The rehearsal with the orchestra had its rocky moments, no one being terribly well-versed with the Saint-Saens and most of that concert’s musicians comprised of New England Conservatory students with something of a bored attitude. It was amazing to hear Elmar work them into shape—they had a problem (as did the conductor, Adams) of playing behind the soloist a slight beat at first but he had them really tightened up by the third run-through (alas, they didn’t hold that shape the following night—here’s the review.
Performance day, Saturday, cleared of the rain and Elmar’s main goals, beside the concert in the evening, were: mail his cheese home and visit the large antiques market housed in an old mill building. He had visited the antiques market before, being a collector of art, and found the place to be “amazing”. (It is with irony that I write about this since in the past few weeks a developer has persuaded the City Council to evict the antiques market and other tenants so the mill can be razed for a Home Depot—a fight continues to save it but at the moment things look very bleak.)
We talked about the fact he had started his own record label, Artek, in order to give himself latitude to do the projects he wanted to do, and give musicians he admired a place to go for their own recording. We discussed how to make a symphony in an economically depressed, working-class city like New Bedford relevant; I had found some people found going out for live musical performance too much of a hassle and there was always the possibility of ‘mistakes’ being made, as opposed to the sterile perfection of digital recordings—Elmar called studio recordings “a cheat”, air-brushed and homogenized, and judging by the thinness of Artek’s catalog and the extensiveness of his touring calendar he prefers his 250-300 per year concerts, even when it is exhausting and takes him away from wife and two cats.
The key thing in his mind for reaching a community with a local orchestra was, no surprise to me here, getting the musicians out among the community, participating in the schools where the arts and music programs have been hacked to bits by bureaucrats. Giving the potential audience someone they could relate to as a person would enhance the musical experience, and indeed, the night of his performance I saw people I never saw at the symphony before because the general population could relate to a Portuguese-American ‘boy’ who had achieved a great deal, and they brought their kids in droves. At the interval, it was announced Elmar would be available to sign autographs, and I encountered a very excited little boy who was completely besides himself at the prospect of meeting Elmar. It was more in line with a kid who was meeting his sports hero (and the boy managed to get his mother to agree to upgrade from an autographed program to an actual Elmar Oliveira CD of the Saint-Saens concerto.)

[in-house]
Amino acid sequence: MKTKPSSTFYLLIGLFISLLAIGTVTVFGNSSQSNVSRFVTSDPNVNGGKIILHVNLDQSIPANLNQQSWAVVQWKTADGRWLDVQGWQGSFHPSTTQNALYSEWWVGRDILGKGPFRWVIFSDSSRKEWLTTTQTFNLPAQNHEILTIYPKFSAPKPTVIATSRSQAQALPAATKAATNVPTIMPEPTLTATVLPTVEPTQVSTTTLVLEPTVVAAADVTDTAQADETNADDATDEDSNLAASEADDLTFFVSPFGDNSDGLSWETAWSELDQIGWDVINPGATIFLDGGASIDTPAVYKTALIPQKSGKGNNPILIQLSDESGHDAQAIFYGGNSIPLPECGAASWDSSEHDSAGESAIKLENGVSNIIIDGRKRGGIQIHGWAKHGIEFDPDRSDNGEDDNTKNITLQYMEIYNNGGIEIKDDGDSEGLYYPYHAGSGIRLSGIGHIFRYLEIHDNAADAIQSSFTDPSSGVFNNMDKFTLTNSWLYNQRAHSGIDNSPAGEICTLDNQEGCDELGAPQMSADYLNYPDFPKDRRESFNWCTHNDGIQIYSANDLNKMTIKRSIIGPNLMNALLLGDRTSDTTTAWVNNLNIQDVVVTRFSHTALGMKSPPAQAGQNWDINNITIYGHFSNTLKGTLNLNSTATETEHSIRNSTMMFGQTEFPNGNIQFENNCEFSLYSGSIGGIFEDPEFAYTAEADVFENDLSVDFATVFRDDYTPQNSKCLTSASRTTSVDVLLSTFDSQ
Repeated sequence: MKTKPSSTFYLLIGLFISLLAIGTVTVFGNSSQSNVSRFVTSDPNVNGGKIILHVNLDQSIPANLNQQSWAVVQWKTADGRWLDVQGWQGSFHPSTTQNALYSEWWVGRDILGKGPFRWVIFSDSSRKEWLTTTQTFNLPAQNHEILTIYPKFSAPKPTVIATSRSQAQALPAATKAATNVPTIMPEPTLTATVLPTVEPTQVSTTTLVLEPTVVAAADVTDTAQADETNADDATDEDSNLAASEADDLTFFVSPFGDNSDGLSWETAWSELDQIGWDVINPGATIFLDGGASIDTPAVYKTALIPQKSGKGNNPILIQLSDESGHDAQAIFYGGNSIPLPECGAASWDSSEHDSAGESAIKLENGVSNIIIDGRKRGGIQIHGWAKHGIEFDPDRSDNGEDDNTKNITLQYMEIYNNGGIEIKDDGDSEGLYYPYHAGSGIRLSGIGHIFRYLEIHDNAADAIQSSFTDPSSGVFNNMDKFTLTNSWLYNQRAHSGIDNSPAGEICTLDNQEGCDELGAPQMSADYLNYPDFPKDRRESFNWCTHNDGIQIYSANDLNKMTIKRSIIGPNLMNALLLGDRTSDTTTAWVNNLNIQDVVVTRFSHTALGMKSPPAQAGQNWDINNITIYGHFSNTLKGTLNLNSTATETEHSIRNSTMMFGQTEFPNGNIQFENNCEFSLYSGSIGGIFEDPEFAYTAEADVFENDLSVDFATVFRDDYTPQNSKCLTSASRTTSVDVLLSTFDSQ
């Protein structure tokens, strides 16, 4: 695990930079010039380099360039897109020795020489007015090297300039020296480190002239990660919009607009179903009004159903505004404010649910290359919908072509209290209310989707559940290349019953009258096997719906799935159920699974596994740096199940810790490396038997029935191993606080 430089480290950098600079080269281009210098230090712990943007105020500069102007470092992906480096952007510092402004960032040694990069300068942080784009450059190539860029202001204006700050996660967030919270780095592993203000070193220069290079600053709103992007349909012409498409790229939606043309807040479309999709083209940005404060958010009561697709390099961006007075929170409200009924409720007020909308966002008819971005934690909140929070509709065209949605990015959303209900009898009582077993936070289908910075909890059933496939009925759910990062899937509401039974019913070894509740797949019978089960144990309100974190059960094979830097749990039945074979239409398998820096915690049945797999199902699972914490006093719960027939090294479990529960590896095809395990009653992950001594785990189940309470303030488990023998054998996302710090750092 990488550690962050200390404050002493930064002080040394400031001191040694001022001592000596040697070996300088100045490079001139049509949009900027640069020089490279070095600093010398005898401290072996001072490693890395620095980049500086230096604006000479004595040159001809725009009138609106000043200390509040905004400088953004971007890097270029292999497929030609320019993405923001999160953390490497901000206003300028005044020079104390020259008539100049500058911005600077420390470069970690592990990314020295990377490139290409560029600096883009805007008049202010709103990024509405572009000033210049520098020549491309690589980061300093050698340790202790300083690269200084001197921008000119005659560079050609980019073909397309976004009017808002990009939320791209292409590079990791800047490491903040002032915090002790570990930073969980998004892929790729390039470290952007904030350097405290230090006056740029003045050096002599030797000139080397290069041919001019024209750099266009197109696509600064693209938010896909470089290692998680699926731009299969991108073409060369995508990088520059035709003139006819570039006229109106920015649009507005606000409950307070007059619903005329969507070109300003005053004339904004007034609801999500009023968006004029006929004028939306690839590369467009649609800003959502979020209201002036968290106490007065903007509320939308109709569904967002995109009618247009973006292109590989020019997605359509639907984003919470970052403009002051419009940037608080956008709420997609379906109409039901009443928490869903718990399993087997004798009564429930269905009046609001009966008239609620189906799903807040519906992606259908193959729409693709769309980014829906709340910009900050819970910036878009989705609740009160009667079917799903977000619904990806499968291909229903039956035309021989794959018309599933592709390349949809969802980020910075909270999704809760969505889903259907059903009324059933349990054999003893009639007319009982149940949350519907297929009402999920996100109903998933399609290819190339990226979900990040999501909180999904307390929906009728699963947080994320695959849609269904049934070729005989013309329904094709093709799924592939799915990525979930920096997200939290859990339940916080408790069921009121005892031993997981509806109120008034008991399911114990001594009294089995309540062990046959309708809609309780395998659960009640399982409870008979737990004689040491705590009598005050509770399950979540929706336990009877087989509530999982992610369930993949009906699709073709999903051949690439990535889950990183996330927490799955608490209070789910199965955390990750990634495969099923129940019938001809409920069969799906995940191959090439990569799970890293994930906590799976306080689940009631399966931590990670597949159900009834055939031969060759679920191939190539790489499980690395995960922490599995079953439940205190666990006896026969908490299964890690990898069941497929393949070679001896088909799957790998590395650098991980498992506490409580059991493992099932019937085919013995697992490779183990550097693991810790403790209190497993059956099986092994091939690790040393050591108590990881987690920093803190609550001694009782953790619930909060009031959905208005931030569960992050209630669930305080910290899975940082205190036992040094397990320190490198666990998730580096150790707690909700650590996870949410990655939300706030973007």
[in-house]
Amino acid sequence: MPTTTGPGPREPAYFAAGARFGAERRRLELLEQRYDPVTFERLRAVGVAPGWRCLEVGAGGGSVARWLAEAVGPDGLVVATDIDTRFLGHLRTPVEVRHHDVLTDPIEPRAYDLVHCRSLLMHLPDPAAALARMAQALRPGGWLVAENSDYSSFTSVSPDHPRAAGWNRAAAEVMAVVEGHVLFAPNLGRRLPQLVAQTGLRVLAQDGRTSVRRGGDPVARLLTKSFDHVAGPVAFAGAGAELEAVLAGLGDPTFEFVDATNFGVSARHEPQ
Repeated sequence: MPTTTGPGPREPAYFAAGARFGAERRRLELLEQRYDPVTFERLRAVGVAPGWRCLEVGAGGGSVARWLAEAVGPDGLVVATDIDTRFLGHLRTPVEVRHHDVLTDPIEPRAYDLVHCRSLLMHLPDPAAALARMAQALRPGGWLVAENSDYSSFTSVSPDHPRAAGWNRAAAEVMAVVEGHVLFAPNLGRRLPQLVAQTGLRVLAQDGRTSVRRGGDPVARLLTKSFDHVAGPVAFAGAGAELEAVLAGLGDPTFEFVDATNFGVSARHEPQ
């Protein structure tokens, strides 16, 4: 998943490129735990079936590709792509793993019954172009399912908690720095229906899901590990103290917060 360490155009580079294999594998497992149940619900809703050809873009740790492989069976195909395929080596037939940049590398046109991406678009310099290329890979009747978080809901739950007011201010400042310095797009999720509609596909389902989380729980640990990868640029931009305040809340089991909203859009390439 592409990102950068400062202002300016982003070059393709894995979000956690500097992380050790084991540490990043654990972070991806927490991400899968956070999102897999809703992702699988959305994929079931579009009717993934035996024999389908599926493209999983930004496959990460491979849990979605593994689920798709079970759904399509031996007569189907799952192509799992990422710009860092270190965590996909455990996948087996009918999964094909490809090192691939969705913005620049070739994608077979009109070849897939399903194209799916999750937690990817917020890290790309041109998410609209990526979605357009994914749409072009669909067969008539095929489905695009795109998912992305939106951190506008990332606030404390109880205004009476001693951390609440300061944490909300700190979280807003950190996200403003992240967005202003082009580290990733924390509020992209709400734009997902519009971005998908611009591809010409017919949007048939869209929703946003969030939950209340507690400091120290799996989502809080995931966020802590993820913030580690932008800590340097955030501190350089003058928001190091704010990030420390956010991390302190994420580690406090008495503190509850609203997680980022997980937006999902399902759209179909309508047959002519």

I got my own autographed CD (right).
The NBSO faltered a bit after the 2000-2001 season ended, I left when the rest of the board seemed aimless and woebegone about finances, they got a new board president, and they unceremoniously discharged F. John Adams in favor of a much younger man who was chummy with the new president but had far less of a pedigree (Adams had studied composition briefly with Nadia Boulanger, I believe, and served as assistant to Leinsdorf and Bernstein—he wasn’t a warm and fuzzy guy but when he had a group of mature, experienced professionals set before him, the results were very fine). This disruption occurred a scant two months before the opening of the 2002-2003 season.
I recently attended two concerts, and find that the playing is adequate but without the forward momentum and springy, pointed rhythms Adams coaxed from his musicians (he could get a little self-indulgent like Bernstein could). The tempos feel wooden, the ensemble playing is a little rough around the edges, and the youthfulness of the musicians (they’re back to mostly Conservatory students instead of seasoned rank-and-file players from other part-time orchestras). The reviews are full of superlative and the PR from the NBSO office is glowing like it might be talking about the Berlin Philharmonic or the Concertgebouw—unfortunately it strikes me as a triumph of marketing over musicianship.
I thought that perhaps I had become jaded like those people who preferred to listen to stellar, perfect recordings rather than be disappointed by live performance that failed to match expectations. On the plus side, I went to see I Musici di Roma perform shortly after hearing the NBSO and was reassured that live musicianship is still a joy under the right circumstances. I hope that I will experience that joy again with the NBSO once it grows up (again).
If you enjoyed this post follow the overgrown path to The Chorus sings Tallis and Tippett